Biden targets China in new illegal fishing policy framework | National policy

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By BARRY HATTON and JOSHUA GOODMAN – Associated Press

LISBON, Portugal (AP) — The Biden administration is stepping up efforts to combat illegal fishing by China, directing federal agencies to better coordinate with each other as well as with foreign partners in an effort to promote sustainable harvesting. of the world’s oceans.

On Monday, the White House released its first-ever national security memo on illegal, unreported, and unregulated, or IUU, fishing to coincide with the start of a United Nations ocean conference in Lisbon, Portugal.

According to the US International Trade Commission, a federal agency, nearly 11% of total US seafood imports in 2019, worth $2.4 billion, came from illegal, unreported and unregulated fishing. .

Although China is not named in the lengthy policy framework, the language it contains leaves little doubt as to its purpose. The memo is sure to irritate Beijing at a time of growing geopolitical competition between the two countries. China is a dominant seafood processor and, through state loans and fuel subsidies, has built the the largest deep-sea fishing fleet in the worldwith thousands of floating fish factories spread across Asia, Africa and the Americas.

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Specifically, the memo directs 21 federal departments and agencies to better share information, coordinate enforcement actions such as sanctions and visa restrictions, and promote best practices among international allies.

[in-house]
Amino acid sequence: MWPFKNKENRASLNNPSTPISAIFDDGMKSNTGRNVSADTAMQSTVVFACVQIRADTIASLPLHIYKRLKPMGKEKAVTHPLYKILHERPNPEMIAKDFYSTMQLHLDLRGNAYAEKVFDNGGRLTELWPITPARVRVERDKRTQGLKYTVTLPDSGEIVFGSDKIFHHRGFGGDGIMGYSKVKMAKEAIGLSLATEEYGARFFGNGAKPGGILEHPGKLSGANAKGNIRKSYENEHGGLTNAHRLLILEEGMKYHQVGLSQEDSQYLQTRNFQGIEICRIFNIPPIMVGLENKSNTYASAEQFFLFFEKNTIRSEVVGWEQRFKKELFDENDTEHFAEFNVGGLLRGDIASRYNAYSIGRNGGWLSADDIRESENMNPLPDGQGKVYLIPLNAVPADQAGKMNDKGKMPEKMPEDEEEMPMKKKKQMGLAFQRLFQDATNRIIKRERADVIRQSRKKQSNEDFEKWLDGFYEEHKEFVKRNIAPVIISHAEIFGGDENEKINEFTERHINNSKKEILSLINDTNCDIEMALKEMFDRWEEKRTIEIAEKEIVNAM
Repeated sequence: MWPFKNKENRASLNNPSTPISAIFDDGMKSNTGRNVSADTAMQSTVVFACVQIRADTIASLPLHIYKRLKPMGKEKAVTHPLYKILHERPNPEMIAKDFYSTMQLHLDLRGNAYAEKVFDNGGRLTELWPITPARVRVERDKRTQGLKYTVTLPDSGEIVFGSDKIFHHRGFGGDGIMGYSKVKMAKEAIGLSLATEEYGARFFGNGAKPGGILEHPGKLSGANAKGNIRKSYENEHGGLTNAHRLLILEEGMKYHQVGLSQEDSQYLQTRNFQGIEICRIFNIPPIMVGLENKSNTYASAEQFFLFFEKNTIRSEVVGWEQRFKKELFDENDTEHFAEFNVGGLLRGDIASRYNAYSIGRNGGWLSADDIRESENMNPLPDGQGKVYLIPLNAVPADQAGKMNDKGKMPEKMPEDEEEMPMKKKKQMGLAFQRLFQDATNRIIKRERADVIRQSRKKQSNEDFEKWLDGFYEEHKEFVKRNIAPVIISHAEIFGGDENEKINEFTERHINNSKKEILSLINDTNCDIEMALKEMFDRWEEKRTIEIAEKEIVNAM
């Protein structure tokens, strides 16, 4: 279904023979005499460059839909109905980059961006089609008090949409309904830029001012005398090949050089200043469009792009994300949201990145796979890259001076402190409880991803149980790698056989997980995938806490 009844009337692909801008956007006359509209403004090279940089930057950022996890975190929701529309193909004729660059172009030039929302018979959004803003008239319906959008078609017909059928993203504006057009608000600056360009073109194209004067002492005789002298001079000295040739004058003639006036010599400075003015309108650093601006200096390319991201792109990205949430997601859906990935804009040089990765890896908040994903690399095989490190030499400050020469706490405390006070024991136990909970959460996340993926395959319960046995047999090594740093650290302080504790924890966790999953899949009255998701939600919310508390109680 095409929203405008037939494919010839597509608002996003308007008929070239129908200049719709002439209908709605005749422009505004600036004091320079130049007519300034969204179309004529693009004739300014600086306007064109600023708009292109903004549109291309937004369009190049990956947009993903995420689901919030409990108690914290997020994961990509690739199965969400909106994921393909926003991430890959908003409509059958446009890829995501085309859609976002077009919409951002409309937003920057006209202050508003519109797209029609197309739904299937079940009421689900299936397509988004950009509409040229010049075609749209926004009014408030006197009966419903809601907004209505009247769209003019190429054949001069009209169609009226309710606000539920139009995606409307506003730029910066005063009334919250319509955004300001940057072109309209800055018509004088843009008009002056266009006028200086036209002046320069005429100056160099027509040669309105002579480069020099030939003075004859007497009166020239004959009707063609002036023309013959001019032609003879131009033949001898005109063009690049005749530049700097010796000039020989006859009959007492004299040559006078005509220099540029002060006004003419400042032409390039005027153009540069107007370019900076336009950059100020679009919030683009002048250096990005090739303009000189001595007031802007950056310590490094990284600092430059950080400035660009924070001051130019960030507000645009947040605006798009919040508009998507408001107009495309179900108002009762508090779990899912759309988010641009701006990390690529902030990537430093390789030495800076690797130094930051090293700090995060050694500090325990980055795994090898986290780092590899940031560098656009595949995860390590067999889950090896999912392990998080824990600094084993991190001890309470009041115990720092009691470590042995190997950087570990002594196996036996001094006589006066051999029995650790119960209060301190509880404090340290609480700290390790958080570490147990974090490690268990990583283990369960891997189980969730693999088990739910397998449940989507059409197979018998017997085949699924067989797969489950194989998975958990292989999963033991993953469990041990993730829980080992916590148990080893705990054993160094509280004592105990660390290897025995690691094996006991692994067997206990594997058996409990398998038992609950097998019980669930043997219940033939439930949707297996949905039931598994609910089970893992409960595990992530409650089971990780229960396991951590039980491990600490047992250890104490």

It will also be followed in the coming days by new rules from the National Oceanic and Atmospheric Administration expanding the definition of illegal fishing to include labor abuses, a first step towards the possible blacklisting of flag states that do not comply.

Conservation groups have hailed the effort, which builds on work begun under the Obama administration to clean up U.S. seafood supply chains.

“American anglers have to follow many rules and regulations of the U.S. government,” said Beth Lowell, vice president of Oceana, a Washington-based nonprofit. “By taking action against other countries like China that have a poor labor and environmental record, it levels the playing field and benefits legal fishers everywhere.”

The action plan also calls for the expansion of the US Seafood Import Monitoring Program, which requires importers to provide documentation from the point of capture to ensure that illegally caught fish do not slip into United States. Currently, the program covers only a dozen species. Groups like Oceana have lobbied for the program to cover all imports.

“Until the United States holds all seafood imports to the same standards as fish caught in the United States, illegally sourced seafood will continue to be sold alongside legal catches,” he said. said Lowell.

The action plan also does not provide additional resources to enforce existing laws.

“Combating IUU fishing is resource-intensive,” said Evan Bloom, a former State Department official who negotiated several international fisheries agreements and is now a senior fellow at the Wilson Center in Washington. “Whether the United States really does more may hinge on whether NOAA devotes more funds to law enforcement efforts, information gathering, and inspections.”